One of my favorite podcasters, Caroline Casey, takes this concept a step further.  She suggests that we all carry an imaginary portable composter into which we can throw all negative energy as we feel it.  The composter will then transform that energy and send it out to the universe in a form that will help create things that are useful.

So what has this got to do with progress?  The fact is, we have the power to transform some of our own energies from something that no longer serves us into something that might be useful in another form.  Think of recycling.  Once my husband and I had yard sale in which we sold some old clothes which were no longer useful to us.  Some Haitian women came along and bought them to send back to their home country.  There the clothes would be taken apart and re-made into something useful to others.  Transformation of energy from useless to useful.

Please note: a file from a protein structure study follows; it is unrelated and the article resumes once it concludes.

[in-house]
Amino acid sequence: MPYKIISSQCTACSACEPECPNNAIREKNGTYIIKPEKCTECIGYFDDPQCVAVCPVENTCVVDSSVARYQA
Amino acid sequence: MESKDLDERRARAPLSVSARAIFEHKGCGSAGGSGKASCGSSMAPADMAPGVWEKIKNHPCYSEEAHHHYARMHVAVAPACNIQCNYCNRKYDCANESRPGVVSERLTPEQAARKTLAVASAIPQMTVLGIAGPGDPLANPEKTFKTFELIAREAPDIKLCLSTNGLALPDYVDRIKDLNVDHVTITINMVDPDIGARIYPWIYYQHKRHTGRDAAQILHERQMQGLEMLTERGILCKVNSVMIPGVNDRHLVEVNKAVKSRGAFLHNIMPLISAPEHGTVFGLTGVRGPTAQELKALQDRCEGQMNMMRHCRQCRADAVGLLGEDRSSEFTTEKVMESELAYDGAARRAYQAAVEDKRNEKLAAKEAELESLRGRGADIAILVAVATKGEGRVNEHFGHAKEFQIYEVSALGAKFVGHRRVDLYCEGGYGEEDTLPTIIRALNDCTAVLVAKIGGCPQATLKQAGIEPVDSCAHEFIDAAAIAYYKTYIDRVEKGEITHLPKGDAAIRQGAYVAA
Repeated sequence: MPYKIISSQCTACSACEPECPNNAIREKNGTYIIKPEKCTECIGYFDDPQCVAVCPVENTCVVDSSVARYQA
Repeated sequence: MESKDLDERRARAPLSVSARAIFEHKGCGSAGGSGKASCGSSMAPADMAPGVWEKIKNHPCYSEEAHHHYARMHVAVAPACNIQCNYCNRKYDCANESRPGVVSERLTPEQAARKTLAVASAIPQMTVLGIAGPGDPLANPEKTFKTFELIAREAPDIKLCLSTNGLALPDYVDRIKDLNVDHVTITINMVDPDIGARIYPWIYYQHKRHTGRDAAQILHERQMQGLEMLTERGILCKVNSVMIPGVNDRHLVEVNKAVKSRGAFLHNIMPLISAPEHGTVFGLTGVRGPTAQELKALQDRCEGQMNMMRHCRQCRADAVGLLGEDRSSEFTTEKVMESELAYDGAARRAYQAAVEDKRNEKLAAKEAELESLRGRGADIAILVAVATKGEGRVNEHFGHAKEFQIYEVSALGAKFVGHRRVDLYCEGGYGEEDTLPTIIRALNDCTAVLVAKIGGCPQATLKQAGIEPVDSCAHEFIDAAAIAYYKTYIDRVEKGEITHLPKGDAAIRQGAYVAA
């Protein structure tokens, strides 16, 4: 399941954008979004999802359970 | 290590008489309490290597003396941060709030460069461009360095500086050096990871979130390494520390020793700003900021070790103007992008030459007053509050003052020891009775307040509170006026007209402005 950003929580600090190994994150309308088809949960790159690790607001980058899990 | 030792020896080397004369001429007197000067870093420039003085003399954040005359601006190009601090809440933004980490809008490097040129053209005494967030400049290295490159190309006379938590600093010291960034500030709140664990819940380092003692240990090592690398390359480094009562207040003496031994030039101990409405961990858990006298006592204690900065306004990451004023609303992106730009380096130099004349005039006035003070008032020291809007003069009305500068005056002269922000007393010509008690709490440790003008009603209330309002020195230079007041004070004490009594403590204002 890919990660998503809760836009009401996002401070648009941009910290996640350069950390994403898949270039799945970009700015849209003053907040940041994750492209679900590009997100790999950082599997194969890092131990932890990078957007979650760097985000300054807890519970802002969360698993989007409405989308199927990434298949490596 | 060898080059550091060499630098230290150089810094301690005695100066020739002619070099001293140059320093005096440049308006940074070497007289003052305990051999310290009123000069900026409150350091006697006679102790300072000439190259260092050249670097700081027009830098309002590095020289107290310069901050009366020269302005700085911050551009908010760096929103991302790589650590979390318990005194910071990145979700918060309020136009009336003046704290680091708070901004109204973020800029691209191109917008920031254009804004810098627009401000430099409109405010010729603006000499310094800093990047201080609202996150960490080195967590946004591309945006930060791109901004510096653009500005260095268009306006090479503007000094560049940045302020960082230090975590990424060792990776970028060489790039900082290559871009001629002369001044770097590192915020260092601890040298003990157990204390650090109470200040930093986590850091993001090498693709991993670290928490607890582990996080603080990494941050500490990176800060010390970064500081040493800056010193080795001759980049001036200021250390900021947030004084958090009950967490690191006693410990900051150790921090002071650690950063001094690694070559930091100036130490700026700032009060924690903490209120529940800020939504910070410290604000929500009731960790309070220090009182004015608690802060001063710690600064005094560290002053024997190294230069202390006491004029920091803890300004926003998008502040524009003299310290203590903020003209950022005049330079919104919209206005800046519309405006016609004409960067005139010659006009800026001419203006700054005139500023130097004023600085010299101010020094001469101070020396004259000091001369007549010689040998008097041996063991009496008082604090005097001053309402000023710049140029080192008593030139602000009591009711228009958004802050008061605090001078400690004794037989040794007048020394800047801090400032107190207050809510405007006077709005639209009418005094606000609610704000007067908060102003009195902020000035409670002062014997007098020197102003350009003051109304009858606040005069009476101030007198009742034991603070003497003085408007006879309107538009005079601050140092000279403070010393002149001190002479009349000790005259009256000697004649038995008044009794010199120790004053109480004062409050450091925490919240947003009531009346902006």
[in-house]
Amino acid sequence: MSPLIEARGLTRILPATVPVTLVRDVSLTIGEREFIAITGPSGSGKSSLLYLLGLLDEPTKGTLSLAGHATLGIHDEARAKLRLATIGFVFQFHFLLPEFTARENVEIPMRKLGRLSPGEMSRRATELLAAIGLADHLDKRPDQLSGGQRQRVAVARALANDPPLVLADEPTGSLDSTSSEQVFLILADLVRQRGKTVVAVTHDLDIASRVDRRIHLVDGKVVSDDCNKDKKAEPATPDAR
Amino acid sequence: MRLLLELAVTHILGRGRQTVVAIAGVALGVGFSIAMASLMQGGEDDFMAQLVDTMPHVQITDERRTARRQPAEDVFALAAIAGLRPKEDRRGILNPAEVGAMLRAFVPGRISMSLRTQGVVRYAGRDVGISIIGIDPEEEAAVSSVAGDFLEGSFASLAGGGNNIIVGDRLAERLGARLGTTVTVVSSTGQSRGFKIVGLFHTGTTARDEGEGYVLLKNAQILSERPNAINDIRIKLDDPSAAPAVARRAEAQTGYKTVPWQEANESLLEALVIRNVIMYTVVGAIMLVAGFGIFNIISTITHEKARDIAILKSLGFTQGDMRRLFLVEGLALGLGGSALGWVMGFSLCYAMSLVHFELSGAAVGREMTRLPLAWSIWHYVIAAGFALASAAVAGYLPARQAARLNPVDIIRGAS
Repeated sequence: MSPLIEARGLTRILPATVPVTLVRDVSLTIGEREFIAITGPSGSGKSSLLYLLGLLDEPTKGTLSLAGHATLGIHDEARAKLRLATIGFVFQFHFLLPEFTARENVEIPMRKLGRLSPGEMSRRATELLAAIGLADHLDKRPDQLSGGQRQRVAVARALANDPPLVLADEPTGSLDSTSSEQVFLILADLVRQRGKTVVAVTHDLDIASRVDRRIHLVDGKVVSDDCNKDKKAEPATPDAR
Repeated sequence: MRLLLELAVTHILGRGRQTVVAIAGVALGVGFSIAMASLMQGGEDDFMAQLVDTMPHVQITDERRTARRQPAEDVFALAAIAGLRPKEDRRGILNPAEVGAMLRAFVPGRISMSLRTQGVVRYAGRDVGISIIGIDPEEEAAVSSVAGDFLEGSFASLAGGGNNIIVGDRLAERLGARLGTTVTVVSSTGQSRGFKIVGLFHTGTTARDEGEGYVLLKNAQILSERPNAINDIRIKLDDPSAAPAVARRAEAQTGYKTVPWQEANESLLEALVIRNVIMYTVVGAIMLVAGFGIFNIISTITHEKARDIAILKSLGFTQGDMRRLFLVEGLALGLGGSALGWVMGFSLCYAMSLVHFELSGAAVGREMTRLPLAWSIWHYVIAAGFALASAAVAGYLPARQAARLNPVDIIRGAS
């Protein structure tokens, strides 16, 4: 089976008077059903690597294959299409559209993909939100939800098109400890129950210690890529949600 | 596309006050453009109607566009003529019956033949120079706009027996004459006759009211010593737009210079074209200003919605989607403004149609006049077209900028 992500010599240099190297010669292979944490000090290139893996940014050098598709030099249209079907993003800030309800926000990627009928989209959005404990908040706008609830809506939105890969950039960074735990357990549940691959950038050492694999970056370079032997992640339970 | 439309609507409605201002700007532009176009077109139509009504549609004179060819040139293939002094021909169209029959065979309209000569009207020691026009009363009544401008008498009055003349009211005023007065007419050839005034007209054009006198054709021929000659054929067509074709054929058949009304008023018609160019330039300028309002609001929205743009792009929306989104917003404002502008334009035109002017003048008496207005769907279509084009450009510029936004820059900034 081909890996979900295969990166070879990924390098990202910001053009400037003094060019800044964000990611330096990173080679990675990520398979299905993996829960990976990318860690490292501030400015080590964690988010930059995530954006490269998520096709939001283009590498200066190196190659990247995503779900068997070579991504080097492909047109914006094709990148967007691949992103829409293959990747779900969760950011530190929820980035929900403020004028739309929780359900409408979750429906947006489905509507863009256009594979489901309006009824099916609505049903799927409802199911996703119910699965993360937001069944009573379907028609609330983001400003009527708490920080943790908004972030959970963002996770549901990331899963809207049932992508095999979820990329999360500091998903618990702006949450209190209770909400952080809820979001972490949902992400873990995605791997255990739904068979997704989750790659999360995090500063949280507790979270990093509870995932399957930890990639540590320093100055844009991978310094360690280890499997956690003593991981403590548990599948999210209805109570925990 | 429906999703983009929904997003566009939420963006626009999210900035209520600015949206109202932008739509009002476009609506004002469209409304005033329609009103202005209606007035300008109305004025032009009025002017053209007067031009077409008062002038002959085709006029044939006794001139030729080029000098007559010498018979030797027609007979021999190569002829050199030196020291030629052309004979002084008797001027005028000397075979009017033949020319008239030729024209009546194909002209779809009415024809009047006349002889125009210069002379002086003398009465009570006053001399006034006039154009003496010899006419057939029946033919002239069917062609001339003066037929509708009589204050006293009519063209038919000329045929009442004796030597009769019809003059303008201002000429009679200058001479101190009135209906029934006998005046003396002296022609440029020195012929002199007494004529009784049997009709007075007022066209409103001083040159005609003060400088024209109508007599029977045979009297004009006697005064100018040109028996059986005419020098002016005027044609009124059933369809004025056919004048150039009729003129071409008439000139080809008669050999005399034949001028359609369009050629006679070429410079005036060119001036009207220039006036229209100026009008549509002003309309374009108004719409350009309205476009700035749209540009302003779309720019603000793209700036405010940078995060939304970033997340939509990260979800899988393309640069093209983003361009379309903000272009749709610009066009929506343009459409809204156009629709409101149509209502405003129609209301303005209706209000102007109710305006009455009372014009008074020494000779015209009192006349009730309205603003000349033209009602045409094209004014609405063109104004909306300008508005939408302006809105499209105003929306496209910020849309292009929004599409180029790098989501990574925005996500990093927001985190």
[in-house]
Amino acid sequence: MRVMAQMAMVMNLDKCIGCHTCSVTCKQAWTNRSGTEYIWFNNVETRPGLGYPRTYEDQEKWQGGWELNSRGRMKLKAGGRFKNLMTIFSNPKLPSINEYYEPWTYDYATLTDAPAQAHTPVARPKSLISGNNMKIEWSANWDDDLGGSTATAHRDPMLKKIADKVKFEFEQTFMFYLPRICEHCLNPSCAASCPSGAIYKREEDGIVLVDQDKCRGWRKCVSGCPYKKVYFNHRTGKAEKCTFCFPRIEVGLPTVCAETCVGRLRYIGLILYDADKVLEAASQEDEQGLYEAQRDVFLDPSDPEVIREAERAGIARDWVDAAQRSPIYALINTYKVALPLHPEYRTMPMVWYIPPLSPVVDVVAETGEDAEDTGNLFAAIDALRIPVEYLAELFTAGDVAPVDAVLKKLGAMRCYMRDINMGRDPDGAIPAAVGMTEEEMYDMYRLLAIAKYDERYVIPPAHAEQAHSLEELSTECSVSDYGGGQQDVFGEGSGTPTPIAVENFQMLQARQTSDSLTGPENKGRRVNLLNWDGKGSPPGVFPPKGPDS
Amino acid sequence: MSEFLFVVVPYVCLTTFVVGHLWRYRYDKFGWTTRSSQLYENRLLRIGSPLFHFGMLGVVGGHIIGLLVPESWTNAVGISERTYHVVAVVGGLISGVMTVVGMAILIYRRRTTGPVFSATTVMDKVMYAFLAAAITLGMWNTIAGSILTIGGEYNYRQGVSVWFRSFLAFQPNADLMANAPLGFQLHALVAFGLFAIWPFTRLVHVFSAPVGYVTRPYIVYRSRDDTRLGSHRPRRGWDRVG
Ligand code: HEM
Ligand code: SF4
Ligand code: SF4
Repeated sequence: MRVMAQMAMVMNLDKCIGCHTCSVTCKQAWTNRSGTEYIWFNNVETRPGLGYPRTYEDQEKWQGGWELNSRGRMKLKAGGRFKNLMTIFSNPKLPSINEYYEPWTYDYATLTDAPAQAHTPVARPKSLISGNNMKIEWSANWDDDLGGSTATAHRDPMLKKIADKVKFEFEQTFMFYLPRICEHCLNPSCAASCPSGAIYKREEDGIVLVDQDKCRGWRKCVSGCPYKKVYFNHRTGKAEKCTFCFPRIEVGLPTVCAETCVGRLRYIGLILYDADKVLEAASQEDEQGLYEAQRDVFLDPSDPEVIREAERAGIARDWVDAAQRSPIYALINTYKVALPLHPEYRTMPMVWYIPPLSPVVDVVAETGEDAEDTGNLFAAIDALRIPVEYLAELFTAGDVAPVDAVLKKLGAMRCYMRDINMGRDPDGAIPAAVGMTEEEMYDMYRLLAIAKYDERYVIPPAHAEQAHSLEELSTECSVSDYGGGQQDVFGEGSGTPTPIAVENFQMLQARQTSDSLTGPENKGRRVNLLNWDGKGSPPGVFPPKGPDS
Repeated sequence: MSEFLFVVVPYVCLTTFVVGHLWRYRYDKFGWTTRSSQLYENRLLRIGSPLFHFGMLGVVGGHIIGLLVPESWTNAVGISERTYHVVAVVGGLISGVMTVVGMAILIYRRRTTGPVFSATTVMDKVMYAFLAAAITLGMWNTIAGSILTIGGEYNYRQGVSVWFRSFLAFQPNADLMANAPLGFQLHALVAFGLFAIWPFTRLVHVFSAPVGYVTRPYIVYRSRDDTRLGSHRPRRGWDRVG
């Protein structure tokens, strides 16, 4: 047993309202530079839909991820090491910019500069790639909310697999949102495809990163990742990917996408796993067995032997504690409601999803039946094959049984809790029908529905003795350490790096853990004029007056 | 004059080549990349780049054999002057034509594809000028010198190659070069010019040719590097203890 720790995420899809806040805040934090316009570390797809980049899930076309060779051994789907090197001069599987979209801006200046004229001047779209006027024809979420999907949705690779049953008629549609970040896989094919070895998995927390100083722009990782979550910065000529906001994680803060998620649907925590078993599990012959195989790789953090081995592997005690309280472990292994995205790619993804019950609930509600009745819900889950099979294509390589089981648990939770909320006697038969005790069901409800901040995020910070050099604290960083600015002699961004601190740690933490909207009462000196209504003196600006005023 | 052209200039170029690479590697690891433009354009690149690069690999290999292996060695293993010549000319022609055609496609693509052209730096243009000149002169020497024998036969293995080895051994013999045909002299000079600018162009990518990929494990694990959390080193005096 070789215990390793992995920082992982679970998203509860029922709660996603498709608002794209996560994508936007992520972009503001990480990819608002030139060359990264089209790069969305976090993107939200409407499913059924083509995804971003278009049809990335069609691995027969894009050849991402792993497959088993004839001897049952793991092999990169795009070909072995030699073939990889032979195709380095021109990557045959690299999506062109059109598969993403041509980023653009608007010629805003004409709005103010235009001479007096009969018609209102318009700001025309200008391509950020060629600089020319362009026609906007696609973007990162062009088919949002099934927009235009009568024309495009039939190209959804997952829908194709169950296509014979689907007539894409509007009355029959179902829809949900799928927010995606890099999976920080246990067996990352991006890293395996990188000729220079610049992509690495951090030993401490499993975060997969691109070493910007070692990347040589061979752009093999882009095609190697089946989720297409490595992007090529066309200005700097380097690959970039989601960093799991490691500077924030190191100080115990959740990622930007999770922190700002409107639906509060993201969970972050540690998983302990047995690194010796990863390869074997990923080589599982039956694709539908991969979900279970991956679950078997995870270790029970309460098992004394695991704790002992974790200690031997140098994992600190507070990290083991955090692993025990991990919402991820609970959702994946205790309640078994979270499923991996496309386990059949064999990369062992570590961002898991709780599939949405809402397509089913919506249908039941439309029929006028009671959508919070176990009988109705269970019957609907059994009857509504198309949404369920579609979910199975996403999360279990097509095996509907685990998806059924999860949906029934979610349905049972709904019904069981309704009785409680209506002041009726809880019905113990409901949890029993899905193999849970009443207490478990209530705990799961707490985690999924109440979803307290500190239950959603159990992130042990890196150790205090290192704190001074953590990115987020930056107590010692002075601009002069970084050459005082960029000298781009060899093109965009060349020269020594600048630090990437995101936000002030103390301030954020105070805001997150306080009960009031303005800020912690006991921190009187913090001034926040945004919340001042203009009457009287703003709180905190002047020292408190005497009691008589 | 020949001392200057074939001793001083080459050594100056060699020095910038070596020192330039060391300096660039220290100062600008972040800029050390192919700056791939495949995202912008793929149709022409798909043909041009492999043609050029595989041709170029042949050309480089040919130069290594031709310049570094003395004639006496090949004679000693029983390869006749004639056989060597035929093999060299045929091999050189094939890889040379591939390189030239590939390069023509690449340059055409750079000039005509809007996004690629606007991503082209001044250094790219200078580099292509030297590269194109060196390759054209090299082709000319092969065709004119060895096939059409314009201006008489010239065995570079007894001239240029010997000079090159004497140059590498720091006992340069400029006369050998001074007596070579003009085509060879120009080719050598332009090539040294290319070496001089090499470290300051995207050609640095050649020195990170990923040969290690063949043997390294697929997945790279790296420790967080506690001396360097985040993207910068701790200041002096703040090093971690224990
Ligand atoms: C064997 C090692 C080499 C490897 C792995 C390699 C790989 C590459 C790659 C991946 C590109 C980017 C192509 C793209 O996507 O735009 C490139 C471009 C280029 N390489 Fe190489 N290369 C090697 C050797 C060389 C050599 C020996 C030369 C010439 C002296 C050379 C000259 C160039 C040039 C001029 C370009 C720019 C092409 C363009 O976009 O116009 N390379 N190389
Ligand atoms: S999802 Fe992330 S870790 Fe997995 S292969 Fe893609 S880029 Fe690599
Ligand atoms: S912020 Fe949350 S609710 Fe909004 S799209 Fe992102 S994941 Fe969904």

In the Upaya podcast Professor Murphy talked about the constant play between opposing forces of energy.  These forces are not “positive” or “negative”.  They just are.  And, in fact, each energy needs the other.  You’ve probably heard it said that we would not appreciate Spring if it weren’t for Winter. Sometimes the difficulties we face are necessary for us to appreciate the benefits we have in our lives or to find the positive energies we can give to others.  There are energies that produce light and dark or exert forces that are relatively strong or weak. Balancing these energies within ourselves takes constant effort and presents many opportunities for practice. Discomfort of all kinds is often the result of too much of one force or not enough of another. Things get out of balance.  The concept of progress, especially in reference to our daily lives, is never one straight forward line.  We move in one direction for a while and then something happens and we find ourselves going in a another direction.  Sometimes this is by choice but more often it is circumstances beyond our control creating the energy that propels us.  And balance is something we never seem to be able to maintain for any length of time. Just when we think we’ve figured it out, the situation changes and we find ourselves starting all over again at the beginning.  This might make us feel discouraged, but that’s also a form of energy.  With practice, we might be able to take that energy and turn it into an opportunity to learn something new.